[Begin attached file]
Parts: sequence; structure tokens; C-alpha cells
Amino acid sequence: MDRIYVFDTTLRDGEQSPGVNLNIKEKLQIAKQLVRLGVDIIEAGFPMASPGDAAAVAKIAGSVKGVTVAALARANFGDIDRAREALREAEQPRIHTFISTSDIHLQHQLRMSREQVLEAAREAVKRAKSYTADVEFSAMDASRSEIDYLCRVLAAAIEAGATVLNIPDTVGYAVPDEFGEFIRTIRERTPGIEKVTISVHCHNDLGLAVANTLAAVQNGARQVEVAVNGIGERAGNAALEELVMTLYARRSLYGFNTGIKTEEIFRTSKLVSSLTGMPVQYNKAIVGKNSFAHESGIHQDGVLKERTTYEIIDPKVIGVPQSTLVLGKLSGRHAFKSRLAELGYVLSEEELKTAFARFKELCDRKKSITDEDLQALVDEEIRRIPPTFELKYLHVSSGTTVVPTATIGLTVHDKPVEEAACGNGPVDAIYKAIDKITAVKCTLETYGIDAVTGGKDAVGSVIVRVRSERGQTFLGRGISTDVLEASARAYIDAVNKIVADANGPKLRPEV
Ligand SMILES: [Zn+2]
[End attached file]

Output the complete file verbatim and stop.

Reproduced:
Parts: sequence; structure tokens; C-alpha cells
Amino acid sequence: MDRIYVFDTTLRDGEQSPGVNLNIKEKLQIAKQLVRLGVDIIEAGFPMASPGDAAAVAKIAGSVKGVTVAALARANFGDIDRAREALREAEQPRIHTFISTSDIHLQHQLRMSREQVLEAAREAVKRAKSYTADVEFSAMDASRSEIDYLCRVLAAAIEAGATVLNIPDTVGYAVPDEFGEFIRTIRERTPGIEKVTISVHCHNDLGLAVANTLAAVQNGARQVEVAVNGIGERAGNAALEELVMTLYARRSLYGFNTGIKTEEIFRTSKLVSSLTGMPVQYNKAIVGKNSFAHESGIHQDGVLKERTTYEIIDPKVIGVPQSTLVLGKLSGRHAFKSRLAELGYVLSEEELKTAFARFKELCDRKKSITDEDLQALVDEEIRRIPPTFELKYLHVSSGTTVVPTATIGLTVHDKPVEEAACGNGPVDAIYKAIDKITAVKCTLETYGIDAVTGGKDAVGSVIVRVRSERGQTFLGRGISTDVLEASARAYIDAVNKIVADANGPKLRPEV
Ligand SMILES: [Zn+2]